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New Report: CEOs Making 347 Times More than Average Workers

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CEO pay for major U.S. companies has risen nearly 6 percent, as income inequality and outsourcing of good-paying American jobs have increased. According to the new AFL-CIO Executive PayWatch report, the average CEO of an S&P 500 company made $13.1 million per year in 2016 – 347 times more money than the average rank-and-file worker.

The Executive PayWatch website, a comprehensive searchable online database tracking CEO pay, shows that in 2016, the average production and nonsupervisory worker earned approximately $37,600 per year. When adjusted for inflation, the average wage has remained stagnant for 50 years.

According to the report, AT&T CEO Randall Stephenson made over $28 million in 2016 – 755 times more than the average rank-and-file worker. Verizon CEO Lowell McAdam, pulling in almost $18 million in 2016, made 469 times the salary of an average worker. CenturyLink CEO Glen F. Post made almost $14 million in 2016 – 371 times more than an average worker.

Last Updated ( Friday, 12 May 2017 09:14 )
 

Democracy Update

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The courts recently handed out two big Florida voting rights victories in a blow to Republican Governor Rick Scott's attempts to keep people – especially those with lower income, the elderly, and people of color – from voting.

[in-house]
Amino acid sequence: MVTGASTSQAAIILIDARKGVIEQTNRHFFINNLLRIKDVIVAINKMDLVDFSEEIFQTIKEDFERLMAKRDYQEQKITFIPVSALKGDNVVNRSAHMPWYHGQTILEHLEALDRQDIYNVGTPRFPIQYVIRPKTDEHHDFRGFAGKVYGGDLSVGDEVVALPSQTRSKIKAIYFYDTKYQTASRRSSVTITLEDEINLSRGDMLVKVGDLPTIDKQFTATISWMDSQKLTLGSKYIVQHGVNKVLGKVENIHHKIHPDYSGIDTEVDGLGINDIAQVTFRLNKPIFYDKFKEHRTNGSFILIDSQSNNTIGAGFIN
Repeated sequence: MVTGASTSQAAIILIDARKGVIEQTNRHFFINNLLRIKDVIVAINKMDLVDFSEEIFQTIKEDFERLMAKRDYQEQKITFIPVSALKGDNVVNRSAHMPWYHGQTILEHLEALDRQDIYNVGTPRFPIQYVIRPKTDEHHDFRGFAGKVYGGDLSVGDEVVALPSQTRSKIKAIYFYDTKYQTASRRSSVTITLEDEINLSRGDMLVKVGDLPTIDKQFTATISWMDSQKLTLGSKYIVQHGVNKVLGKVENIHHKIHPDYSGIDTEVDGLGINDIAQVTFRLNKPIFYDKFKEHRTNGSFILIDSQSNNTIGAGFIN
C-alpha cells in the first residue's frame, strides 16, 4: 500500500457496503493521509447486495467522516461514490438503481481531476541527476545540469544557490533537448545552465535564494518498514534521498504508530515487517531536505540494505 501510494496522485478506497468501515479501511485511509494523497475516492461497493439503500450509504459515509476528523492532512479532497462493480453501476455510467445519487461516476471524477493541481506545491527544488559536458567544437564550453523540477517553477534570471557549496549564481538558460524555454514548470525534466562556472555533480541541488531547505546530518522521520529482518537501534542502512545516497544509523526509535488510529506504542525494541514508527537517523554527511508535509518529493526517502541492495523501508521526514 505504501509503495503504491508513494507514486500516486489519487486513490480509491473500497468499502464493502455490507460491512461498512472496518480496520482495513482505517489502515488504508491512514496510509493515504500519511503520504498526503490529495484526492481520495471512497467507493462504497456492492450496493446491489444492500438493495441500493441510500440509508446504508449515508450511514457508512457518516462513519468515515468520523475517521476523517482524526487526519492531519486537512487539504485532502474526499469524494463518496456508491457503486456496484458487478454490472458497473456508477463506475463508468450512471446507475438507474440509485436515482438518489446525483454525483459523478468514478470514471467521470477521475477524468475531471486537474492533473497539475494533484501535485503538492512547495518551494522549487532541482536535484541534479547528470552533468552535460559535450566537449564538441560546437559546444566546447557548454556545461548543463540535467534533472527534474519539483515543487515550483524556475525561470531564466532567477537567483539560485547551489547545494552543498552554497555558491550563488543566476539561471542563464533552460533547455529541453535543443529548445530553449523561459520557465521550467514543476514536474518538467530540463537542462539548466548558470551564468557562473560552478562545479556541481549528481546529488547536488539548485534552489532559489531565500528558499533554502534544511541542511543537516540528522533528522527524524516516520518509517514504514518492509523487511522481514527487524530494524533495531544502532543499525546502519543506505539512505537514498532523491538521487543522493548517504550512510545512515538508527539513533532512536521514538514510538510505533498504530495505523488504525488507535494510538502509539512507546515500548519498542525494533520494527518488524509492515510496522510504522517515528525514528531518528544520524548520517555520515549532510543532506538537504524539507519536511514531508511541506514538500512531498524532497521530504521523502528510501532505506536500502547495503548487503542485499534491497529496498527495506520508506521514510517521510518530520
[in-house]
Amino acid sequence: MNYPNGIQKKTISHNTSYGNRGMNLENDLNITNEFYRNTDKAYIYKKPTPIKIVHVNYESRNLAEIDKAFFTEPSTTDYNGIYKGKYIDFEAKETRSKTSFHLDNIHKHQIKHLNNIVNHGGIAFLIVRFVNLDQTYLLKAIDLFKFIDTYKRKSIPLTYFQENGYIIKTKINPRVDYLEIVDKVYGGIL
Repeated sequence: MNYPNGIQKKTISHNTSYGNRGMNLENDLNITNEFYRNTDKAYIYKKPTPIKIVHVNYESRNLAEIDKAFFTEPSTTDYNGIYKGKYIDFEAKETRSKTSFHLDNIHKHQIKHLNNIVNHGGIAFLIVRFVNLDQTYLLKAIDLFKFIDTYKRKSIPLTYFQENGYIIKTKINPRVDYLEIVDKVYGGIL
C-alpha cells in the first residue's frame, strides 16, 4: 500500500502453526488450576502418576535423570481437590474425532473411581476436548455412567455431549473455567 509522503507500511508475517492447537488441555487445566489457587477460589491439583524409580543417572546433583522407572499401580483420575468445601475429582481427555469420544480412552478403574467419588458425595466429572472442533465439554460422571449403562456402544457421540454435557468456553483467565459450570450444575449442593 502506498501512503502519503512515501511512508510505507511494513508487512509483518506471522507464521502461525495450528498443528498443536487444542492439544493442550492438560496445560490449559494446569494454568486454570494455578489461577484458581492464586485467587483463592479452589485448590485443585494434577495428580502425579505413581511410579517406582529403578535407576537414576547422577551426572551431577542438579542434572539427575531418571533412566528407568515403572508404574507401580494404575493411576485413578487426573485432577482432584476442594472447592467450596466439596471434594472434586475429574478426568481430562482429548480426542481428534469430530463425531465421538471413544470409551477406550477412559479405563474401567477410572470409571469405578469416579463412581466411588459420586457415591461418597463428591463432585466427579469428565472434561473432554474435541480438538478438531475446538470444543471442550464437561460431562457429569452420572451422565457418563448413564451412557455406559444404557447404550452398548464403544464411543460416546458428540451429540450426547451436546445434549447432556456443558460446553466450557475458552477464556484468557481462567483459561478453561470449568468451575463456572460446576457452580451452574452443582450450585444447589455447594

Scott tried and failed to prevent the state from extending the voter registration deadline to accommodate people affected by Hurricane Matthew.

A federal judge also ruled that if a voter's signature doesn't match the one on file, Florida must allow absentee voters the chance to verify their signatures and have their votes counted.

Last Updated ( Friday, 21 October 2016 10:04 )
 

W.Va. Right-to-Work Update

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The West Virginia Senate, by a 17-16 party line vote, approved the "right to work for less" bill today. That measure will go to the Republican-controlled House of Delegates next week.

But it's far from over. The State Supreme Court is determining how to fill the vacancy created when State Senator Daniel Hall resigned last month to become a lobbyist for the National Rifle Association. Hall was elected as a Democrat in 2012, but switched parties after his re-election in 2014.

Hall's switchover made the makeup of the Senate 18 Republicans and 16 Democrats, and Republicans began plotting their attack on union workers and collective bargaining rights.

The makeup of the Senate is critical to sustain the governor's expected veto of the "right to work for less" bill and other legislation that attacks union workers.

Governor Earl Tomblin (D) said that he believes a Democrat should be appointed, to respect the will of the voters who put Hall in office, and will follow the Supreme Court's direction.

Meanwhile, the "right to work" crowd is losing the economics argument. The Republican-led legislature had commissioned a West Virginia University study that found that so-called "right-to-work" policies led to more employment growth than states without those laws. But the Economic Policy Institute recently analyzed the economic impact data and discovered the study is "fraught with several problems." In fact, the errors are so glaring, they are "enough to allow serious researchers and conscientious policymakers to disregard the WVU study results." When corrections are made, EPI concludes, the relationship between "right-to-work" and employment growth actually "disappears."

Last Updated ( Friday, 22 January 2016 08:59 )
 

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